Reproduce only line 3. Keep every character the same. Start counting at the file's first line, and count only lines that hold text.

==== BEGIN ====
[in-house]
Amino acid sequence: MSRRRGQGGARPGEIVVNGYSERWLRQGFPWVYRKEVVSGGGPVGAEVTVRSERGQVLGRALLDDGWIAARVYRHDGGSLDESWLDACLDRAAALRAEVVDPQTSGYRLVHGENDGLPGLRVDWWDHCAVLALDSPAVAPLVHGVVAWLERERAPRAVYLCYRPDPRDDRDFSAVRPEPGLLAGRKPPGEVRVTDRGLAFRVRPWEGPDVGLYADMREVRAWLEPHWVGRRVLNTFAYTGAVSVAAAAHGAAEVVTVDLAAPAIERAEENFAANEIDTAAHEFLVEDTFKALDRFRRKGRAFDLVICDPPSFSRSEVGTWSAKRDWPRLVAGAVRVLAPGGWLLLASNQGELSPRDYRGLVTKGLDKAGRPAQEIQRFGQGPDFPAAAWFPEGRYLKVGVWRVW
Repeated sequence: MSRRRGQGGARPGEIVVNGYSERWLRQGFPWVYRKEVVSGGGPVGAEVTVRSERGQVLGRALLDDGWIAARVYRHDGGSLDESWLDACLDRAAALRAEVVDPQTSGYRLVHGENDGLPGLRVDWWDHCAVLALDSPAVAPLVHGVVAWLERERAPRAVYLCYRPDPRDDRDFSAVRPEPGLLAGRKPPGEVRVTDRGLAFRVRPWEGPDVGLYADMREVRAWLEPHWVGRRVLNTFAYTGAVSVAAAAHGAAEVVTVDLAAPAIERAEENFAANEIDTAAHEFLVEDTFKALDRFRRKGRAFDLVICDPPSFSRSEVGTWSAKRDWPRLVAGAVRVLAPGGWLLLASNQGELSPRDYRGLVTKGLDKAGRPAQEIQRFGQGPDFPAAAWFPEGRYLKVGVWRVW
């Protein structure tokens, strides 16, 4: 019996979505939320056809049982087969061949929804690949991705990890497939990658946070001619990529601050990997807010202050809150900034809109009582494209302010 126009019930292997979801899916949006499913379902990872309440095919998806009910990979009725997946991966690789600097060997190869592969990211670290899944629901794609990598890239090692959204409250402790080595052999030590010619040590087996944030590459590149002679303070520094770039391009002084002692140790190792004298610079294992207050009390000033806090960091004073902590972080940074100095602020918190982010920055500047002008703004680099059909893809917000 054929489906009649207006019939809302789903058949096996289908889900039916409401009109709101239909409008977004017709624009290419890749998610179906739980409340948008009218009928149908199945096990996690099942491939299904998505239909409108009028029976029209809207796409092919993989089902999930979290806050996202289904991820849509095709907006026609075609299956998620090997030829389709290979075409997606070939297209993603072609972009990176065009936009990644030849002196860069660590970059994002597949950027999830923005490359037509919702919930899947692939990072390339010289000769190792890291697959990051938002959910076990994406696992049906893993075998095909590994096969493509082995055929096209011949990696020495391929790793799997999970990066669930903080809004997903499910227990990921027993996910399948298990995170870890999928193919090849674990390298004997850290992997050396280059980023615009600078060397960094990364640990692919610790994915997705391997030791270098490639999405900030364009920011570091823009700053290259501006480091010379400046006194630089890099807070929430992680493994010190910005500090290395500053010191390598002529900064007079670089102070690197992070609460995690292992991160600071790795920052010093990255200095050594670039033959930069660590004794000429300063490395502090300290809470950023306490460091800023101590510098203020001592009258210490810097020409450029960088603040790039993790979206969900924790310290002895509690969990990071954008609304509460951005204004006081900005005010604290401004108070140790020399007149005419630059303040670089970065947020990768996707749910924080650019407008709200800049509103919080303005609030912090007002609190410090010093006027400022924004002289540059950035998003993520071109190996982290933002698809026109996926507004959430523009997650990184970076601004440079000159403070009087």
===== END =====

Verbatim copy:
Repeated sequence: MSRRRGQGGARPGEIVVNGYSERWLRQGFPWVYRKEVVSGGGPVGAEVTVRSERGQVLGRALLDDGWIAARVYRHDGGSLDESWLDACLDRAAALRAEVVDPQTSGYRLVHGENDGLPGLRVDWWDHCAVLALDSPAVAPLVHGVVAWLERERAPRAVYLCYRPDPRDDRDFSAVRPEPGLLAGRKPPGEVRVTDRGLAFRVRPWEGPDVGLYADMREVRAWLEPHWVGRRVLNTFAYTGAVSVAAAAHGAAEVVTVDLAAPAIERAEENFAANEIDTAAHEFLVEDTFKALDRFRRKGRAFDLVICDPPSFSRSEVGTWSAKRDWPRLVAGAVRVLAPGGWLLLASNQGELSPRDYRGLVTKGLDKAGRPAQEIQRFGQGPDFPAAAWFPEGRYLKVGVWRVW